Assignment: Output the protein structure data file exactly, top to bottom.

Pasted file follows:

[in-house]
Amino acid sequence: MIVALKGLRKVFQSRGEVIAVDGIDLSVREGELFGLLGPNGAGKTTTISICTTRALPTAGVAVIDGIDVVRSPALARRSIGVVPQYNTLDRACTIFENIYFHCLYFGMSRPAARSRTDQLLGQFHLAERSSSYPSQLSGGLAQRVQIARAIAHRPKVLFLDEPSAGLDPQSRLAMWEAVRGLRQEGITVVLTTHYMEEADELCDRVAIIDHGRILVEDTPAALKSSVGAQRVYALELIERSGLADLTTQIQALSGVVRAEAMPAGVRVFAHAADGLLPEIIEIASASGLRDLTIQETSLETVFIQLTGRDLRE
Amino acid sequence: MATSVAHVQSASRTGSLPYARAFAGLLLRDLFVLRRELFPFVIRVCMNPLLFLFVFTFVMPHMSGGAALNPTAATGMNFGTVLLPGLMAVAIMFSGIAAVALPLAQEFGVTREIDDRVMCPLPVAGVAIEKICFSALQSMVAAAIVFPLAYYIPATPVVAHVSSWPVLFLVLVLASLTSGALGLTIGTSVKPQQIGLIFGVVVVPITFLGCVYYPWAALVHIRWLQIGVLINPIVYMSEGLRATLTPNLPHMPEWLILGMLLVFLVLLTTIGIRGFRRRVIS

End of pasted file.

[in-house]
Amino acid sequence: MIVALKGLRKVFQSRGEVIAVDGIDLSVREGELFGLLGPNGAGKTTTISICTTRALPTAGVAVIDGIDVVRSPALARRSIGVVPQYNTLDRACTIFENIYFHCLYFGMSRPAARSRTDQLLGQFHLAERSSSYPSQLSGGLAQRVQIARAIAHRPKVLFLDEPSAGLDPQSRLAMWEAVRGLRQEGITVVLTTHYMEEADELCDRVAIIDHGRILVEDTPAALKSSVGAQRVYALELIERSGLADLTTQIQALSGVVRAEAMPAGVRVFAHAADGLLPEIIEIASASGLRDLTIQETSLETVFIQLTGRDLRE
Amino acid sequence: MATSVAHVQSASRTGSLPYARAFAGLLLRDLFVLRRELFPFVIRVCMNPLLFLFVFTFVMPHMSGGAALNPTAATGMNFGTVLLPGLMAVAIMFSGIAAVALPLAQEFGVTREIDDRVMCPLPVAGVAIEKICFSALQSMVAAAIVFPLAYYIPATPVVAHVSSWPVLFLVLVLASLTSGALGLTIGTSVKPQQIGLIFGVVVVPITFLGCVYYPWAALVHIRWLQIGVLINPIVYMSEGLRATLTPNLPHMPEWLILGMLLVFLVLLTTIGIRGFRRRVIS